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Friday, 3 March 2017

Certain Women - Dir. Kelly Reichardt

Following the intense dam-busting thriller Night Moves, Kelly Reichardt returns with her sixth feature, Certain Women, her fourth in a notably prolific last decade. Based on a number of short stories by Maile Meloy, Certain Women tells loosely connected stories of three women living in weathered small town Montana.

Laura (Laura Dern) is a lawyer with an unsatisfied client, Gina is a wife and mother looking to bring her family closer together in their new home and a lonely horse rancher (Lily Gladstone) stumbles into a night class on the intricacies of school law.



The film begins with a train rattling down the frame, creating the all-important sense of place for these stories: a place where little ever happens and never at any great speed. Even when Laura finds herself in the middle of a hostage situation, there’s a calmness that belies the severity of the situation. Laura is sent in to negotiate with her client, an aggrieved worker called Fuller (Jared Harris) who feels mistreated by his former employer. Having already wasted an afternoon with Fuller, who only appeared to accept his situation when he got a second opinion from a male lawyer, Laura is frustrated but remains steadfastly calm and assured.

Reichardt affords Fuller the same degree of nuance and depth as Laura, which ensures that the thread of sexism at the centre of their story never betrays the measured approach of the film; by avoiding polemical statements, Reichardt’s themes resonate more honestly and powerfully.


The same applies to the second story as Gina tries to persuade Albert (René Auberjonois) to sell the sandstone that rests in his front yard. Albert appears uncomfortable negotiating with Gina and confused at the notion of her taking the lead on the building project, rather than her husband. The more the conversation progresses, the more it becomes apparent that the sandstone (or what it represents) may hold some emotional significance to this ageing and lonely man. Again, Reichardt doesn’t overplay the scene, leaving enough room personal curiosity.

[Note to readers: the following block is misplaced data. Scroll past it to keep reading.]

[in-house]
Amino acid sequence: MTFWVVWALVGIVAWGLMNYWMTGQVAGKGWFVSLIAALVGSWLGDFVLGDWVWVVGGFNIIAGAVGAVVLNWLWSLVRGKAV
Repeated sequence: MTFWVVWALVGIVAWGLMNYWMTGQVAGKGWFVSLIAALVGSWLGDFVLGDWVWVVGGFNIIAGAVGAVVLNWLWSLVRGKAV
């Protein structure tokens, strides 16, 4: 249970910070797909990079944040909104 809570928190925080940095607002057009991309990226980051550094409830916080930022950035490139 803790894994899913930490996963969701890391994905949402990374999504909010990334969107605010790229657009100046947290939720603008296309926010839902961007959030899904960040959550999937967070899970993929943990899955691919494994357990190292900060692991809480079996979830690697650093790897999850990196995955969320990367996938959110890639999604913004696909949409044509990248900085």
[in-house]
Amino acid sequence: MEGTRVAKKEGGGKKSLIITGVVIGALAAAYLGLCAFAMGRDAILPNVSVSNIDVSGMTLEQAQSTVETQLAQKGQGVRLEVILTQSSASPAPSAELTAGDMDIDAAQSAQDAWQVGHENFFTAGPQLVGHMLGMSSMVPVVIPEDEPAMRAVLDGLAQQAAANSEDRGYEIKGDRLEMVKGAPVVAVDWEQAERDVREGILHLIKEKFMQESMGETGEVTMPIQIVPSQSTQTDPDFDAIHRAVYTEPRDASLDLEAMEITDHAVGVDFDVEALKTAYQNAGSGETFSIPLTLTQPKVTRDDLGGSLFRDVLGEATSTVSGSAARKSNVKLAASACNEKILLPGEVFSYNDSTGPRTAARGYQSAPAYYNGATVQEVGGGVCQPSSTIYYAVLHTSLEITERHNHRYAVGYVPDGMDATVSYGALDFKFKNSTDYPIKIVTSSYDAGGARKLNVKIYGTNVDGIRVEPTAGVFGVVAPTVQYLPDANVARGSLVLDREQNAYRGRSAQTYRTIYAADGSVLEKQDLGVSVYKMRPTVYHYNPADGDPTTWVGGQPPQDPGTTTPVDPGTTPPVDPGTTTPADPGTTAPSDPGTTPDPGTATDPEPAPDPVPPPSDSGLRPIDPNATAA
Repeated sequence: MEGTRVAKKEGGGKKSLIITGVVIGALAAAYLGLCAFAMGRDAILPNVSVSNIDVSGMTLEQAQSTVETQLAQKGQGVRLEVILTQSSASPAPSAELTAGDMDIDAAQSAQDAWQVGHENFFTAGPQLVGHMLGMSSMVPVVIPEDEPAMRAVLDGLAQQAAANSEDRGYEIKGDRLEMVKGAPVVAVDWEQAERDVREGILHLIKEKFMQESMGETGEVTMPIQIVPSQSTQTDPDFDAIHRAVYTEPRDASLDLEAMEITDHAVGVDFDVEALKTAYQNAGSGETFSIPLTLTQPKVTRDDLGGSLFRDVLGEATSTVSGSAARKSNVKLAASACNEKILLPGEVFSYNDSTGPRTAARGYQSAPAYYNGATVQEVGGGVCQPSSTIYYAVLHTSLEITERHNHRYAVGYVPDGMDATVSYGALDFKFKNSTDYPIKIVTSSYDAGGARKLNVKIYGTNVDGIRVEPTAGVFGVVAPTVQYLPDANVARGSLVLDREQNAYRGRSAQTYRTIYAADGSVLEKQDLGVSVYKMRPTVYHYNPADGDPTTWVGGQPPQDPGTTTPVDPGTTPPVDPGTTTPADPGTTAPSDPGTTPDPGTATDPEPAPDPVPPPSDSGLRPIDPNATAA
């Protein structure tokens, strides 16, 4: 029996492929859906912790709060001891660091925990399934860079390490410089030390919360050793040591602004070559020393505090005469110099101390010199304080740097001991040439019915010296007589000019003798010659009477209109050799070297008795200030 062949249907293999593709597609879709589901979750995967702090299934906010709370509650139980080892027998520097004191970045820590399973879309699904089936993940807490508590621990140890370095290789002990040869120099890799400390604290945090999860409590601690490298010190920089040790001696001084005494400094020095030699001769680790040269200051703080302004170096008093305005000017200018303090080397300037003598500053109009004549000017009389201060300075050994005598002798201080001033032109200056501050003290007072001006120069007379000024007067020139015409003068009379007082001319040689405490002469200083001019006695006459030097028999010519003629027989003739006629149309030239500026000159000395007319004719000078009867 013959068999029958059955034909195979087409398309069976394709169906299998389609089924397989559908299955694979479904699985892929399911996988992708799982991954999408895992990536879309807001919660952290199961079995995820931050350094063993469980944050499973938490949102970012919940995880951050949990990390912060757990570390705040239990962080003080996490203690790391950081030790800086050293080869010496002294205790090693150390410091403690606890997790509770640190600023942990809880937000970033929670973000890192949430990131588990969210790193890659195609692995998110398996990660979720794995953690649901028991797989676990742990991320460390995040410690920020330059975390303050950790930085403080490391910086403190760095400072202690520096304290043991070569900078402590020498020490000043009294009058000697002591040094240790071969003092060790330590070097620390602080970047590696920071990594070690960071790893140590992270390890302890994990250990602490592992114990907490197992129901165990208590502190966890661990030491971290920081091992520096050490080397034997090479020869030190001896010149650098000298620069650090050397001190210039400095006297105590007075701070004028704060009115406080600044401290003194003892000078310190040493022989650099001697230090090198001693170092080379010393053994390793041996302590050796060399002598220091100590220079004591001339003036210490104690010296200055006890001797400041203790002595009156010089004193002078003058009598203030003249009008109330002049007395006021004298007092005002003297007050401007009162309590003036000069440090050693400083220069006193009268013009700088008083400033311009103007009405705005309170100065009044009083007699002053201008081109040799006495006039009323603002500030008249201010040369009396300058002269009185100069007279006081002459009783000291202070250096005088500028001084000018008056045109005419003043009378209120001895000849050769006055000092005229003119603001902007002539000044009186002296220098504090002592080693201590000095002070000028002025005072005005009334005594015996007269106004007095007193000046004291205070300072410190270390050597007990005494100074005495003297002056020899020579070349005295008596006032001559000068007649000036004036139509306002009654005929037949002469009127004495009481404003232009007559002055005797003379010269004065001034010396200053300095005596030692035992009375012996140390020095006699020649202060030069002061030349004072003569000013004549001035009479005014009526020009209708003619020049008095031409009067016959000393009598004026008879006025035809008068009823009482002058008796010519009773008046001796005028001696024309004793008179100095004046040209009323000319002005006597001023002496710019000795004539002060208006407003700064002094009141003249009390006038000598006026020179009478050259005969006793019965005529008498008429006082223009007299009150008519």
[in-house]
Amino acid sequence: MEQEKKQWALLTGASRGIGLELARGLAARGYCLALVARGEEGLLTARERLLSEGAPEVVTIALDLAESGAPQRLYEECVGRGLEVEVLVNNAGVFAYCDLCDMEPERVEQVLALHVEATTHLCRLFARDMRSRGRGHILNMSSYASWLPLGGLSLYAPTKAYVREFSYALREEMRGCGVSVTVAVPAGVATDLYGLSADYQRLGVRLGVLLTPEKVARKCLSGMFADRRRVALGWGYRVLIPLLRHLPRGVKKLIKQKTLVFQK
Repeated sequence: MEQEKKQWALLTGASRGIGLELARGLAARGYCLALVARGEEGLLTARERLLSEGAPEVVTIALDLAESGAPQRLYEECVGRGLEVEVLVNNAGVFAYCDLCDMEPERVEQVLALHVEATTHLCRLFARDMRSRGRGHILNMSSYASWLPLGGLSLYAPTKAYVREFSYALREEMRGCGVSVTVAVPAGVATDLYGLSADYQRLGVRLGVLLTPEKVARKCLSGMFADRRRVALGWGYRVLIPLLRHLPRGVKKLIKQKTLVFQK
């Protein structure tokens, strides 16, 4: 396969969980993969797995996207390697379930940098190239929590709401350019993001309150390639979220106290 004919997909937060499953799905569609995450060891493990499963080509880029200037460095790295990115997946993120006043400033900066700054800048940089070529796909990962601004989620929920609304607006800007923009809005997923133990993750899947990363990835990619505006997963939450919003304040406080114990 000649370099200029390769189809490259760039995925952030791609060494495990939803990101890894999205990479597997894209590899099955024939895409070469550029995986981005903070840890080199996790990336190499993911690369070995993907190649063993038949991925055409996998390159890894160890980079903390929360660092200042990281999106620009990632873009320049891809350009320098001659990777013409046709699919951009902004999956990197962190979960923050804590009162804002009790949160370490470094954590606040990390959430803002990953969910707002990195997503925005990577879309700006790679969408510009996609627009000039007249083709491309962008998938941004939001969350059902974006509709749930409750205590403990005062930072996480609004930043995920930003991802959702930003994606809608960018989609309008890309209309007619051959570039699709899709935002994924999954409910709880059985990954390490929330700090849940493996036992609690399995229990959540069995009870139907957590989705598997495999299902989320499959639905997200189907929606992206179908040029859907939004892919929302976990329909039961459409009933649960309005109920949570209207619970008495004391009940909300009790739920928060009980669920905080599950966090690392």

The third story takes the film into the expansive farmlands where Lily Gladstone’s rancher diligently tends to the farm’s horses alone through the winter. Reichardt spends time to establish the monotony and isolation of the work that ultimately drives Gladstone’s rancher to a local night class on school law. She forms a quasi-friendship with class teacher Beth (Kristen Stewart), a bedraggled young lawyer who hadn’t anticipated the arduous 4 hour drive when agreeing to teach the class.

It’s a friendship built upon Beth’s desire for food before her long drive home and Gladstone’s desire for company. It eventually builds to a more overtly romantic attraction but it is the way Beth has made a life for herself that Gladstone’s rancher admires initially. Even as Beth deglamourizes her life, Gladstone’s rancher sits captivated, portraying a sense that she too might have ambitions beyond the lifestyle she was born into.


Relative newcomer Gladstone shines brightest amongst the universally excellent cast; Jared Harris also gives a deeply memorable performance as the disgruntled employee Fuller. Reichardt presents the bulk of each story in order to establish the situation that each of these women face; she then returns to each to provide a concluding (if still somewhat open-ended) coda.

To call Certain Women a series of connected stories is both true and also grossly misleading; the stories do overlap but entirely in the manner you expect from a filmmaker with the maddeningly obtuse Meek’s Cutoff on her résumé. With Certain Women however, she manages to balance her penchant for poetic storytelling with a strong narrative clarity and purpose. At one point, Michelle Williams’ character Gina is seen literally going with the flow as she walks alongside a river. It is an image that epitomizes the heart of the film: a quietly affecting portrait of the strength and resilience of these women living in the confines of small town America.






Certain Women is in UK cinemas now.

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